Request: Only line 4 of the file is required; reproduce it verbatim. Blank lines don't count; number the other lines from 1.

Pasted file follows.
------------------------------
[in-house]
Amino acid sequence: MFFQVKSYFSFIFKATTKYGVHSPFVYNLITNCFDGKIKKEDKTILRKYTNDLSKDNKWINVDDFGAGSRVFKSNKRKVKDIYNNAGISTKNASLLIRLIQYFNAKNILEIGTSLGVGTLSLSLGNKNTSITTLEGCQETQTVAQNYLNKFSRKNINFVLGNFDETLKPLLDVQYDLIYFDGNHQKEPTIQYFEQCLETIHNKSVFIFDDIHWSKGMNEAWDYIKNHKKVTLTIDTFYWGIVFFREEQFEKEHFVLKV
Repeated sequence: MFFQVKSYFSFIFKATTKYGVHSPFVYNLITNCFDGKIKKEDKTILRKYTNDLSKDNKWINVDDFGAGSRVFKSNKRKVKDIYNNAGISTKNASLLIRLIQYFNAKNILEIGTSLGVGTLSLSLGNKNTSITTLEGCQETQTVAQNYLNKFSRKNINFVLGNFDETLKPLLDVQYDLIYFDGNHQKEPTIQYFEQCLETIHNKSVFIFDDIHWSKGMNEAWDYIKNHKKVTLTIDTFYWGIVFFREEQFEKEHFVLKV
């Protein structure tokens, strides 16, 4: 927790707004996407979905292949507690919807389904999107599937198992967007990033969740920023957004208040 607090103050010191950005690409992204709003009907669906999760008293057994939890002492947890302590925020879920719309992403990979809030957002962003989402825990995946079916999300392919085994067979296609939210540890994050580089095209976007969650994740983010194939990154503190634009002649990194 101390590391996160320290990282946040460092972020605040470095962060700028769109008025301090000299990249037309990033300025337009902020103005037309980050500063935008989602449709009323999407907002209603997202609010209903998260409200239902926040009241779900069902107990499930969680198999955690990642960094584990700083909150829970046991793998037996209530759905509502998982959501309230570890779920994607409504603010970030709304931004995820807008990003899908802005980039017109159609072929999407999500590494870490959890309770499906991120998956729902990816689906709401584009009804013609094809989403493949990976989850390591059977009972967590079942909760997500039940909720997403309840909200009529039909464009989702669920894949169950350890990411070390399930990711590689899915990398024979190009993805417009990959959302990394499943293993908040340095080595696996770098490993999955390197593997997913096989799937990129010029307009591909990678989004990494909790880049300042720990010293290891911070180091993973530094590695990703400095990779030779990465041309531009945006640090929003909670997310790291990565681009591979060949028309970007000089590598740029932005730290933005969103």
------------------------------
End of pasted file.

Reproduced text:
């Protein structure tokens, strides 16, 4: 927790707004996407979905292949507690919807389904999107599937198992967007990033969740920023957004208040 607090103050010191950005690409992204709003009907669906999760008293057994939890002492947890302590925020879920719309992403990979809030957002962003989402825990995946079916999300392919085994067979296609939210540890994050580089095209976007969650994740983010194939990154503190634009002649990194 101390590391996160320290990282946040460092972020605040470095962060700028769109008025301090000299990249037309990033300025337009902020103005037309980050500063935008989602449709009323999407907002209603997202609010209903998260409200239902926040009241779900069902107990499930969680198999955690990642960094584990700083909150829970046991793998037996209530759905509502998982959501309230570890779920994607409504603010970030709304931004995820807008990003899908802005980039017109159609072929999407999500590494870490959890309770499906991120998956729902990816689906709401584009009804013609094809989403493949990976989850390591059977009972967590079942909760997500039940909720997403309840909200009529039909464009989702669920894949169950350890990411070390399930990711590689899915990398024979190009993805417009990959959302990394499943293993908040340095080595696996770098490993999955390197593997997913096989799937990129010029307009591909990678989004990494909790880049300042720990010293290891911070180091993973530094590695990703400095990779030779990465041309531009945006640090929003909670997310790291990565681009591979060949028309970007000089590598740029932005730290933005969103």